How To De-Escalate And Avoid Bad Situations — Preventative Steps To Get Out Of The Fight Before It Begins


We get a lot of questions about tips for de-escalating a conflict or avoiding one altogether.  Well, this question is really two parts.  There’s the part where you’re lucky or just observant enough to spot a conflict brewing and step out of its way and then there’s the second part — the one where you’re already caught in its tractor beam.

Conflicts tend to escalate quickly.  Most people don’t seek out excuses to hurt one another so often when there’s one or more parties involved in a potential fight, they all think they’re absolutely right.

As a kid, getting caught in a fight was as simple as swinging, rolling with the punches, and either getting broken up by teachers, parents, or other friends.  As adults, fights usually have serious consequences.

Size doesn’t matter when it comes to a fight.  A short person with a frail physique can be as dangerous and unpredictable as a giant, intimidating-looking person.  So this section is going to to be dedicated to “Avoiding Bad Situations”.

Avoiding Bad Situations

  • Identify “hot spots” early on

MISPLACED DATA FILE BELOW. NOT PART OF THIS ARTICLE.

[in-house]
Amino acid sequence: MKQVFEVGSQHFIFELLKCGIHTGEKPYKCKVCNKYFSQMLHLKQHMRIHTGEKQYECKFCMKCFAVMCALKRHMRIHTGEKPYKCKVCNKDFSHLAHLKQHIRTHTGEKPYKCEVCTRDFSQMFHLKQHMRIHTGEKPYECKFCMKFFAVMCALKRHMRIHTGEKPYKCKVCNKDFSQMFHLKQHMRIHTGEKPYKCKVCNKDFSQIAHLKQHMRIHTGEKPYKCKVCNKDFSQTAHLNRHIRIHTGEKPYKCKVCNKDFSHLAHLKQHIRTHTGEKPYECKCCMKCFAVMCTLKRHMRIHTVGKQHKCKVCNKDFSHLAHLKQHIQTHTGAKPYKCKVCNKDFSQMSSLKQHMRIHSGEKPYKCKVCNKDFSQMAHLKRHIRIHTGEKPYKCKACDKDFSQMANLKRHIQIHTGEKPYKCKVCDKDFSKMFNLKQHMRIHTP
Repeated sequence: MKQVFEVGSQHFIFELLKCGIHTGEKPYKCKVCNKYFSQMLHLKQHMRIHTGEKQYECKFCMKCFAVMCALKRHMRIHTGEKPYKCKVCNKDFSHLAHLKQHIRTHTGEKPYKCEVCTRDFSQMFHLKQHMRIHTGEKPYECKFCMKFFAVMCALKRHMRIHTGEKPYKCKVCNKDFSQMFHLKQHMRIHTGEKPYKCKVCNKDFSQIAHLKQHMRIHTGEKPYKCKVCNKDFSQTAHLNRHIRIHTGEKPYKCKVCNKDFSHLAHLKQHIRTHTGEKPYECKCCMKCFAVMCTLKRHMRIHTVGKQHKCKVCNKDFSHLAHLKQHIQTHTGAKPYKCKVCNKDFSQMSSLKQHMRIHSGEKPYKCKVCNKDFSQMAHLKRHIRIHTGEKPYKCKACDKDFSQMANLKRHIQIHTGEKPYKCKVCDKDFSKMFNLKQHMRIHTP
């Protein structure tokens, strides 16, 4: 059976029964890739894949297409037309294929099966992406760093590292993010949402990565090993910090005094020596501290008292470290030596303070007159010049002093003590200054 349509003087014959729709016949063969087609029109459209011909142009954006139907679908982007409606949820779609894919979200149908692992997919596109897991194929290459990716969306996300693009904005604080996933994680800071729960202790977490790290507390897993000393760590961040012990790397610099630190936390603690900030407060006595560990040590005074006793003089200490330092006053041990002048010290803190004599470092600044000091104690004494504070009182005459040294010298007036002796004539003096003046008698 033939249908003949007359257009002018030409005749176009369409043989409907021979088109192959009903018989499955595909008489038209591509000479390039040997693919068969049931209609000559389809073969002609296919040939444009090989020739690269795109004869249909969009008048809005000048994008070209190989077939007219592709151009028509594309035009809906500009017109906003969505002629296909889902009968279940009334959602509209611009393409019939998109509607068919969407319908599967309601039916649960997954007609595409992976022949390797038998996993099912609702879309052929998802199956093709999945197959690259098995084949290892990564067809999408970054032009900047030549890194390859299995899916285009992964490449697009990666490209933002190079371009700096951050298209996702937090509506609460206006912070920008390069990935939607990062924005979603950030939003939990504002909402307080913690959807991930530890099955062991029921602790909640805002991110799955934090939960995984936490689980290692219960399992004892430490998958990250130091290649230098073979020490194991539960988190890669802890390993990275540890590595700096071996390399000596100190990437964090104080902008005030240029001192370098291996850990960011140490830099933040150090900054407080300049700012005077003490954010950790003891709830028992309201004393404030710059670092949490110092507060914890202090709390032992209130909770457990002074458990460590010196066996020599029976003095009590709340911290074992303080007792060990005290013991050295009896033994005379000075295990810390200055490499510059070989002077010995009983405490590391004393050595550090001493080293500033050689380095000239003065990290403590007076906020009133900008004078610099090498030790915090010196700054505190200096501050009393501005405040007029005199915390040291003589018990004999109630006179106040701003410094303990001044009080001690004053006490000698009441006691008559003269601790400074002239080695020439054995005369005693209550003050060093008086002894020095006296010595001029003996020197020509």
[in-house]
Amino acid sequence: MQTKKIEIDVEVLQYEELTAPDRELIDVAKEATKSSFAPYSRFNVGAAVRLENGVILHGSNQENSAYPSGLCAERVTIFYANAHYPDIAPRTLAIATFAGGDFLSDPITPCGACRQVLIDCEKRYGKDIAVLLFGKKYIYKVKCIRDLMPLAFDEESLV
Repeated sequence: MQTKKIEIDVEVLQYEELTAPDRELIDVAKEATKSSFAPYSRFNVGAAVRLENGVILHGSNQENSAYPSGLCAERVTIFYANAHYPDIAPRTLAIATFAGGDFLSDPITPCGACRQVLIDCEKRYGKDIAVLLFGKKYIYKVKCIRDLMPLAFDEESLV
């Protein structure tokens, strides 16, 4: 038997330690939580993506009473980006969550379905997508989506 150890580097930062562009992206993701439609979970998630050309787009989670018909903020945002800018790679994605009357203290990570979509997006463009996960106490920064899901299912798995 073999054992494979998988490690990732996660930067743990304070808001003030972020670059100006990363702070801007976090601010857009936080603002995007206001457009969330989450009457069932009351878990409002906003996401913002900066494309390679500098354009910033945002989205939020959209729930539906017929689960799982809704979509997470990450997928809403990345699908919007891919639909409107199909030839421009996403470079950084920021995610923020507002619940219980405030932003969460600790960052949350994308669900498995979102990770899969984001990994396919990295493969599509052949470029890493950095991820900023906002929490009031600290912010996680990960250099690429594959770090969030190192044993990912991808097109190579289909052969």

Sometimes life is awesome.  It will clue you in that there are certain situations developing between people that will invariably end in chaos and damage.  If you notice, for instance, that there’s this pack of thugs always hanging out by a particular bus stop and they keep trying to instigate problems with passers-by, stay away.  This isn’t the time to shine in a self-defense situation.

If you notice that the parking lot located near a club keeps making the news because of fights and altercations at 3 am, that’s another hot tip for “places to avoid”.  Avoiding places doesn’t guarantee the avoidance of conflict.  Conflict can be anywhere and can take on any form.  That said, you’re reducing down the variables.  It’s not much but it is a start.

  • Don’t step in to break up a fight

When people see a fight forming, the good ones will try to step in and break it up.  Here’s the problem — there’s a gun attached to you.  While we’d all like to think that people will act rational and calm, it’s not an assumption that’s safe to make for the concealed carrier.